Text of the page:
We’ve managed to move beyond the vegan stereotype of the hippie nibbling on tofu and greens, but there are still many myths and misunderstandings surrounding a plant-based diet. We’ve dispelled the most popular myths here.
MYTH: It’s hard to get enough protein on a plant-based diet.
FACT: There is so much fuss over “getting enough protein,” but virtually all Americans (including vegans!) get way more than enough protein. Plant protein is complete, and the idea that vegans need to “combine foods” to get enough protein is a myth.
Read more: Do vegans get enough protein?
MYTH: Vegans only eat vegetables and the food tastes terrible.
FACT: A plant-based diet is not a diet of salads. Plant-based cuisine is based on fruit and starchy foods like potatoes, beans, and whole grains, from which we make filling comfort foods like sweet potato lasagna, hearty stews, and pizza.
MYTH: There is no proof that a plant-based diet is healthier than other diets.
FACT: A low-fat, whole-food, plant-based diet is the only diet that has been shown to halt and reverse life-threatening conditions like heart disease and diabetes. Also, vegetarians and vegan populations have lower rates of heart diseases, high blood pressure, diabetes, and obesity.
MYTH: You’ll get weak and frail on a vegan diet.
FACT: There are vegan NFL players, MLS players, parkour athletes, and world champion power lifters that perform at the highest levels. Men’s Fitness magazine named plant-based athlete Rich Roll, one of our contributors, one of the fittest men in the world.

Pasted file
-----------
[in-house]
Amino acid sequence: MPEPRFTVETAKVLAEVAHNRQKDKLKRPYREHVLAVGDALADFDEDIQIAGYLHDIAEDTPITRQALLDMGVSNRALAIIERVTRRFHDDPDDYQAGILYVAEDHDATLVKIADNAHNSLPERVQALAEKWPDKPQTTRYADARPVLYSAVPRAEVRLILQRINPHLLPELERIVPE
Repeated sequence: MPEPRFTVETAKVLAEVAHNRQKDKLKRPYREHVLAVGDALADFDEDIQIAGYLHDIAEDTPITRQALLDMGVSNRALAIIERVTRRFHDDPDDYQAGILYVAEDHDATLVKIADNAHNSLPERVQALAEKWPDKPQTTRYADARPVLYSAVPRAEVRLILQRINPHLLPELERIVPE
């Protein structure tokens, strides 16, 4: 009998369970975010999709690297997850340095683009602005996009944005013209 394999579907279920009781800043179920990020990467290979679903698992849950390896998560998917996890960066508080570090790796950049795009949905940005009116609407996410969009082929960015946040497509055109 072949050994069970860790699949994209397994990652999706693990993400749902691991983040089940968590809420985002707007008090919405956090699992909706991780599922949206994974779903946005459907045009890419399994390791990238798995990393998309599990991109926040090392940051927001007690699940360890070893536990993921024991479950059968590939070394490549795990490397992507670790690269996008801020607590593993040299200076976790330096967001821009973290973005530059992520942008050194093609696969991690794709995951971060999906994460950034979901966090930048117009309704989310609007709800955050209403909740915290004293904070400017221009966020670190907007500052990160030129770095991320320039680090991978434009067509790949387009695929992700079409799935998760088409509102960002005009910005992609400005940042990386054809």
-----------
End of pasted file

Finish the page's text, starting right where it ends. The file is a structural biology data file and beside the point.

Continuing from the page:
MYTH: Only rich people can go vegan—it’s just too expensive.
FACT: It’s easier to eat plant-based on a limited budget than it is to eat a meat-centered diet. Staples like grains, potatoes, bananas, and beans are some of the cheapest (and healthiest) things you can buy in the supermarket.
Read more: How to eat well on $5 a day.
MYTH: We need milk and dairy products for strong bones.
FACT: The Dairy Council tells us that we need to drink milk for strong bones, but there’s no evidence that this is true. In fact, hip fracture rates (an indicator of osteoporosis) are actually highest in countries with the highest intakes of dairy products and animal protein.
Read more: Debunking the milk myth and getting clarity on calcium.
MYTH: My 85-year old grandma (or uncle, friend, etc) loves meat and is alive and healthy. That’s proof that meat is healthy.
We are happy that your friend or relative is healthy and we hope they live a long and healthy life. However, looking at large populations (and not individuals), research shows us that the longest-living populations in the world thrive on plant-centered diets.
MYTH: A plant-based diet is extreme.